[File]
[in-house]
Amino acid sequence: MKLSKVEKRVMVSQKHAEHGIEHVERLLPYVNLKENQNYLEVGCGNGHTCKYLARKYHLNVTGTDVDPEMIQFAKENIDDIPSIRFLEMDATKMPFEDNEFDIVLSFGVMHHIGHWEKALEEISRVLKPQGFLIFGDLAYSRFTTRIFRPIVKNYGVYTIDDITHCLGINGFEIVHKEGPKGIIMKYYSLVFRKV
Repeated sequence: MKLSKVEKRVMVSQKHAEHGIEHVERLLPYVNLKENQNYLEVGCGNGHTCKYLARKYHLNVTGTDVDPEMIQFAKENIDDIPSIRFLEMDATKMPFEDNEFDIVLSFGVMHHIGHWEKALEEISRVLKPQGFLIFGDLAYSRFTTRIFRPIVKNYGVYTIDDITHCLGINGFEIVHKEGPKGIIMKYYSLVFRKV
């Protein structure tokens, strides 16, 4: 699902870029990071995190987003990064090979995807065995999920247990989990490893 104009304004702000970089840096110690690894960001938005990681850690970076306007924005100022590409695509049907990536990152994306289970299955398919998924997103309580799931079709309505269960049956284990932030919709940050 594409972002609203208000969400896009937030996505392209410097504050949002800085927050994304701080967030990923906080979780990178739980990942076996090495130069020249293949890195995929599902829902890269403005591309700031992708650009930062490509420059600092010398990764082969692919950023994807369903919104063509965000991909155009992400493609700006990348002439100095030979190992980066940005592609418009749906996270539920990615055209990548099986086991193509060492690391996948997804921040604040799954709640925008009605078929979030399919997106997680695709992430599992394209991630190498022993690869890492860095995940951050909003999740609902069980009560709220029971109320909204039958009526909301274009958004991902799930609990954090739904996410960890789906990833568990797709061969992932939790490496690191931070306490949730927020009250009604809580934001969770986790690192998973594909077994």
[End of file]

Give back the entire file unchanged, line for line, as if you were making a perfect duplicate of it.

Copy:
[in-house]
Amino acid sequence: MKLSKVEKRVMVSQKHAEHGIEHVERLLPYVNLKENQNYLEVGCGNGHTCKYLARKYHLNVTGTDVDPEMIQFAKENIDDIPSIRFLEMDATKMPFEDNEFDIVLSFGVMHHIGHWEKALEEISRVLKPQGFLIFGDLAYSRFTTRIFRPIVKNYGVYTIDDITHCLGINGFEIVHKEGPKGIIMKYYSLVFRKV
Repeated sequence: MKLSKVEKRVMVSQKHAEHGIEHVERLLPYVNLKENQNYLEVGCGNGHTCKYLARKYHLNVTGTDVDPEMIQFAKENIDDIPSIRFLEMDATKMPFEDNEFDIVLSFGVMHHIGHWEKALEEISRVLKPQGFLIFGDLAYSRFTTRIFRPIVKNYGVYTIDDITHCLGINGFEIVHKEGPKGIIMKYYSLVFRKV
């Protein structure tokens, strides 16, 4: 699902870029990071995190987003990064090979995807065995999920247990989990490893 104009304004702000970089840096110690690894960001938005990681850690970076306007924005100022590409695509049907990536990152994306289970299955398919998924997103309580799931079709309505269960049956284990932030919709940050 594409972002609203208000969400896009937030996505392209410097504050949002800085927050994304701080967030990923906080979780990178739980990942076996090495130069020249293949890195995929599902829902890269403005591309700031992708650009930062490509420059600092010398990764082969692919950023994807369903919104063509965000991909155009992400493609700006990348002439100095030979190992980066940005592609418009749906996270539920990615055209990548099986086991193509060492690391996948997804921040604040799954709640925008009605078929979030399919997106997680695709992430599992394209991630190498022993690869890492860095995940951050909003999740609902069980009560709220029971109320909204039958009526909301274009958004991902799930609990954090739904996410960890789906990833568990797709061969992932939790490496690191931070306490949730927020009250009604809580934001969770986790690192998973594909077994």